The Tasting Panel magazine

August 2012

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Page 87 of 128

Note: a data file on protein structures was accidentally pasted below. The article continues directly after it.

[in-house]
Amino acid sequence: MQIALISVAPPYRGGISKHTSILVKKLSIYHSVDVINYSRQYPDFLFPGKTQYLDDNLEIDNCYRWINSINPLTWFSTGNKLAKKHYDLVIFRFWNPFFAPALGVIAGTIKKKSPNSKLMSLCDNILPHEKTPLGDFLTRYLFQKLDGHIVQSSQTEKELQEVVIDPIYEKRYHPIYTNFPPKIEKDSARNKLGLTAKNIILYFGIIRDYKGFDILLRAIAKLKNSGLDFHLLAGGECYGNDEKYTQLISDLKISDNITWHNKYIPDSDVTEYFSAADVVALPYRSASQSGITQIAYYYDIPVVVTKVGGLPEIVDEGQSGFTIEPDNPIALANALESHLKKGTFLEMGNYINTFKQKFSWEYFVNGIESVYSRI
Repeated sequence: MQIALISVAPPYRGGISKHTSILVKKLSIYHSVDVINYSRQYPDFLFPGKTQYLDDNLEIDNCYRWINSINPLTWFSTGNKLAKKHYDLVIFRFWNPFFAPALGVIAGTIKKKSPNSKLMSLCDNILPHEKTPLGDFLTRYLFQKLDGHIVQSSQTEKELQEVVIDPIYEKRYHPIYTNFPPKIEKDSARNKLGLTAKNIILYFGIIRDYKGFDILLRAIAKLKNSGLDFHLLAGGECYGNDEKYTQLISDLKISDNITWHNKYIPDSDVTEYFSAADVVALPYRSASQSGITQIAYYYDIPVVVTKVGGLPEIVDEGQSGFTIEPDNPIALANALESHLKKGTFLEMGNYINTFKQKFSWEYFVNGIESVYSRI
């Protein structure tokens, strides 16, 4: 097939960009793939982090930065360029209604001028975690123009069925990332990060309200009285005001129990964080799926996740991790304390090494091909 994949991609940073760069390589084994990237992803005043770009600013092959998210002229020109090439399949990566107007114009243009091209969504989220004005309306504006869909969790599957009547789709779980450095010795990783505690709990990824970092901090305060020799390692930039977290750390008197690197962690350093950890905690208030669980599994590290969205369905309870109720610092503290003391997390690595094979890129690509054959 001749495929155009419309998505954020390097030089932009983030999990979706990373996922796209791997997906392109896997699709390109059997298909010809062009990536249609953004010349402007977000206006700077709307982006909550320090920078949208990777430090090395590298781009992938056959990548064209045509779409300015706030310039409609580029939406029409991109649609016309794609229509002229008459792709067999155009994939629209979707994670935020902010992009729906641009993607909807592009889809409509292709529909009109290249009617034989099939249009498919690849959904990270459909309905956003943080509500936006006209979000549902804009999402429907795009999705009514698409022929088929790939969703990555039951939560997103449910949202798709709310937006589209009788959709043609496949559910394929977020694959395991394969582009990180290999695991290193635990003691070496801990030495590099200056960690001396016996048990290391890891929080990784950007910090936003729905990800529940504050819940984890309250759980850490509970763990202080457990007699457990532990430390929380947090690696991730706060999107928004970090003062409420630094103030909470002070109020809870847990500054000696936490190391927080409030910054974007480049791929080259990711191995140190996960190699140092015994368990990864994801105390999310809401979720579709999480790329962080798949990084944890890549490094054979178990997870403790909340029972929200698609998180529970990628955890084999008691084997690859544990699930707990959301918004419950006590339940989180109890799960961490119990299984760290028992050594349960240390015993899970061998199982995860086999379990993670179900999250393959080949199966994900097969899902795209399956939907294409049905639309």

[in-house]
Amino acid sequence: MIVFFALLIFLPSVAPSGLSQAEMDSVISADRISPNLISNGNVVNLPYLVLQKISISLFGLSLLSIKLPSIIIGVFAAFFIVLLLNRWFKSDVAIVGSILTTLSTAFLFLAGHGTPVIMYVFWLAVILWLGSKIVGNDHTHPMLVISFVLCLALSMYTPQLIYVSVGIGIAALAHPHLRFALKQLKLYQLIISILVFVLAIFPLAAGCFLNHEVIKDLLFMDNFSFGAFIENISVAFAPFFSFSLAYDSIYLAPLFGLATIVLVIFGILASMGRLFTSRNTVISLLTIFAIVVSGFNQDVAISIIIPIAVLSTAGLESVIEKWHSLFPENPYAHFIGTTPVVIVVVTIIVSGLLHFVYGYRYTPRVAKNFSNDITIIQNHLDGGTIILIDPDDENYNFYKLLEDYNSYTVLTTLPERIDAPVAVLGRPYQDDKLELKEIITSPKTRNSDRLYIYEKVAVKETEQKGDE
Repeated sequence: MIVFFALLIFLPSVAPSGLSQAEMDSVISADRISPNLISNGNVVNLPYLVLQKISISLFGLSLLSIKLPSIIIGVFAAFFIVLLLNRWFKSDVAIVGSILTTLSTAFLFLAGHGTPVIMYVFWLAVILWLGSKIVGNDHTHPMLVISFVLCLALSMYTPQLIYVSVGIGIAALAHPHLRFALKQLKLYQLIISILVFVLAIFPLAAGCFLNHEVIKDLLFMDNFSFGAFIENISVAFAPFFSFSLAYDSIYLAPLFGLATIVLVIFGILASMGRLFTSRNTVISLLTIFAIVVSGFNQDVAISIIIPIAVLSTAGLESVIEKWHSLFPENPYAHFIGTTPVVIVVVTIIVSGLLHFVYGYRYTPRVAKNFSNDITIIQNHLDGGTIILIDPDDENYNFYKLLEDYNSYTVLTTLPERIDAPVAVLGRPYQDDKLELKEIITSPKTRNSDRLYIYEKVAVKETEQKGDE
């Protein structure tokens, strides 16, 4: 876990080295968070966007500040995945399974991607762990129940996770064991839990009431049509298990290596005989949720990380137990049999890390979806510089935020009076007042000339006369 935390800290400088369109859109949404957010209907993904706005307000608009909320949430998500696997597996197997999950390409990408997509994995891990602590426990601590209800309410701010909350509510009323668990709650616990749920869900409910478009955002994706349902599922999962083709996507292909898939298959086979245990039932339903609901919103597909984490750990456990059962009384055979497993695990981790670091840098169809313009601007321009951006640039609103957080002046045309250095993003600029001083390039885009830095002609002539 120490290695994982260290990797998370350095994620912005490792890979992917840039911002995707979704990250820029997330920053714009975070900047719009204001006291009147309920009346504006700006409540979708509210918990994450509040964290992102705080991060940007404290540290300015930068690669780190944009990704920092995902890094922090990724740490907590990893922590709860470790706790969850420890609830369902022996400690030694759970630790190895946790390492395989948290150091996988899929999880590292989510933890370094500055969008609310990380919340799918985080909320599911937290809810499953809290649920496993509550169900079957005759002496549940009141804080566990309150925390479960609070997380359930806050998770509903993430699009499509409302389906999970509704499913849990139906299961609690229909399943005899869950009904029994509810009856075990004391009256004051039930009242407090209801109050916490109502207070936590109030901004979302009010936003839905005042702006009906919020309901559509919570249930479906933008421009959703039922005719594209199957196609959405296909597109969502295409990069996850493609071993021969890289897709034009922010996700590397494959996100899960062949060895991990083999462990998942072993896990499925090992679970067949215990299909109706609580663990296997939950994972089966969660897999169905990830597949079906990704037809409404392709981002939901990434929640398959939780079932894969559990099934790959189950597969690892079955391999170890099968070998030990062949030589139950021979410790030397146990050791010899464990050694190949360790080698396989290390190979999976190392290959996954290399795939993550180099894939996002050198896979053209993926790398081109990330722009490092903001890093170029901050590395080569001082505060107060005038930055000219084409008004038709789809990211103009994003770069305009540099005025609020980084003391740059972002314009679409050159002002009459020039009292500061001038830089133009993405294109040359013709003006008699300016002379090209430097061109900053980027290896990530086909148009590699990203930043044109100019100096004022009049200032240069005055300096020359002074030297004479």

INTRO-VINOUS Rearing Pinot Noir I WITH THE EVOLUTION OF ITS FRUIT, LAETITIA REAPS AN ERA OF SOPHISTICATION by Meridith May n the heart of the Arroyo Grande appellation along California's Central Coast, about a two-hour drive north from Santa Barbara, Laetitia Vineyard and Winery is visible from the Highway 101 as one heads north. Graced with hillsides of vines and cobblestones that accentuate its soils, this property has developed in its 30 years of existence to become one of the most acclaimed Burgundian-style Pinot Noir houses in the region. While it is adored for its Brut Cuvée and Brut Rosé (the property was originally home to French-owned sparkling wine house Maison Deutz), the property has evolved to bear expressive Pinot Noir fruit for its estate and single-vineyard labels. VP of Vineyard Operations Lino Bozzano and President/Head Laetitia's trio: VP of Production and Sparkling Winemaker Dave Hickey; President and Head Winemaker Eric Hickey; and VP of Vineyard Operations Lino Bozzano. La Colline is named for the hillside on which she is grown. Colline is French for hillside. Winemaker Eric Hickey recently took a break at the winery, to sit down with THE TASTING PANEL to talk about progress and production. "We used to have one way to handle the fruit zone and canopy management," explains Bozzano, in reference to our last visit with them—eight years ago. "Now we factor in soil texture and sun exposure. We've tailored leaf removal to mimic a rotisserie." With many blocks expressing different styles, Bozzano and Hickey have learned how to achieve more sophistication in the glass. "But there's something else that has helped the wines since we've seen you," notes Hickey, who looks like he got younger. "Vine age! Eight years ago the majority of the ranch was still in its infant stages. "We're actually in the fifteenth year of making wine from the new plantings. Through our process of making small lots of wine from the different soils, clone and rootstocks (75 batches annually), we've learned the vineyards and witnessed the transformation from wines dominated by clonal characteristic to wines dominated by site characteristics. Utilizing 65 percent of fruit from the SIP Certified sustainable estate, Laetitia sells the remainder to other wine producers. The Pinot Fog hits the vineyards in Arroyo Grande at Laetitia Winery, one of the largest contigu- ous Pinot Noir estates in California. Noirs gravitate towards red fruit and structured spice: there's a common thread of ripeness, accented with minerals. We fell in love with Laetitia 2008 La Colline Pinot Noir, Arroyo Grande ($60), the single-vineyard beauty that took up residence in an old "champagne" block, planted with tight spacing that mirrors a French approach. While many single vineyards are blends of clones, La Colline is planted to a single Martini (California Heritage) clone. With her nose an earthen rose and raspberry, her body is sensual, tannins balancing her with every step. Hickey predicts the '09 vintage will be even sexier. august 2012 / the tasting panel / 87 PHOTO: DIANNE PORCHIA PHOTO: COURTESY OF LAETITIA WINERY PHOTO: COURTESY OF LAETITIA WINERY

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